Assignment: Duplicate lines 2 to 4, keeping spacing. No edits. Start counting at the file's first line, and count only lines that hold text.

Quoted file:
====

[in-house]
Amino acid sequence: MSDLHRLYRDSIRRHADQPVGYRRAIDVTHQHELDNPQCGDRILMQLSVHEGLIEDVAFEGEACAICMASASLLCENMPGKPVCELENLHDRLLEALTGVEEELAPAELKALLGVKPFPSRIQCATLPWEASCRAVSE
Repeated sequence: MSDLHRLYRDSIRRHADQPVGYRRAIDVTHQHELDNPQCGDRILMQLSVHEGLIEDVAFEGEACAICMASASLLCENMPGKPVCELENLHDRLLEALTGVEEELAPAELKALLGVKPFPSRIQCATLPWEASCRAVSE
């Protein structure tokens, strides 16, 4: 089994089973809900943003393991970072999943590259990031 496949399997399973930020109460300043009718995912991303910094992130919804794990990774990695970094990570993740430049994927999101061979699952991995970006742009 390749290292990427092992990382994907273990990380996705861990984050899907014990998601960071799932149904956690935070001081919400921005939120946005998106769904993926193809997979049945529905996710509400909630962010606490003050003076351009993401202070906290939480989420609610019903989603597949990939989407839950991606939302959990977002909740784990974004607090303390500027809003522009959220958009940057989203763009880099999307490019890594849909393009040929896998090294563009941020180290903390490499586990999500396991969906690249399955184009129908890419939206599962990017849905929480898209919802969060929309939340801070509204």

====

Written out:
Amino acid sequence: MSDLHRLYRDSIRRHADQPVGYRRAIDVTHQHELDNPQCGDRILMQLSVHEGLIEDVAFEGEACAICMASASLLCENMPGKPVCELENLHDRLLEALTGVEEELAPAELKALLGVKPFPSRIQCATLPWEASCRAVSE
Repeated sequence: MSDLHRLYRDSIRRHADQPVGYRRAIDVTHQHELDNPQCGDRILMQLSVHEGLIEDVAFEGEACAICMASASLLCENMPGKPVCELENLHDRLLEALTGVEEELAPAELKALLGVKPFPSRIQCATLPWEASCRAVSE
């Protein structure tokens, strides 16, 4: 089994089973809900943003393991970072999943590259990031 496949399997399973930020109460300043009718995912991303910094992130919804794990990774990695970094990570993740430049994927999101061979699952991995970006742009 390749290292990427092992990382994907273990990380996705861990984050899907014990998601960071799932149904956690935070001081919400921005939120946005998106769904993926193809997979049945529905996710509400909630962010606490003050003076351009993401202070906290939480989420609610019903989603597949990939989407839950991606939302959990977002909740784990974004607090303390500027809003522009959220958009940057989203763009880099999307490019890594849909393009040929896998090294563009941020180290903390490499586990999500396991969906690249399955184009129908890419939206599962990017849905929480898209919802969060929309939340801070509204």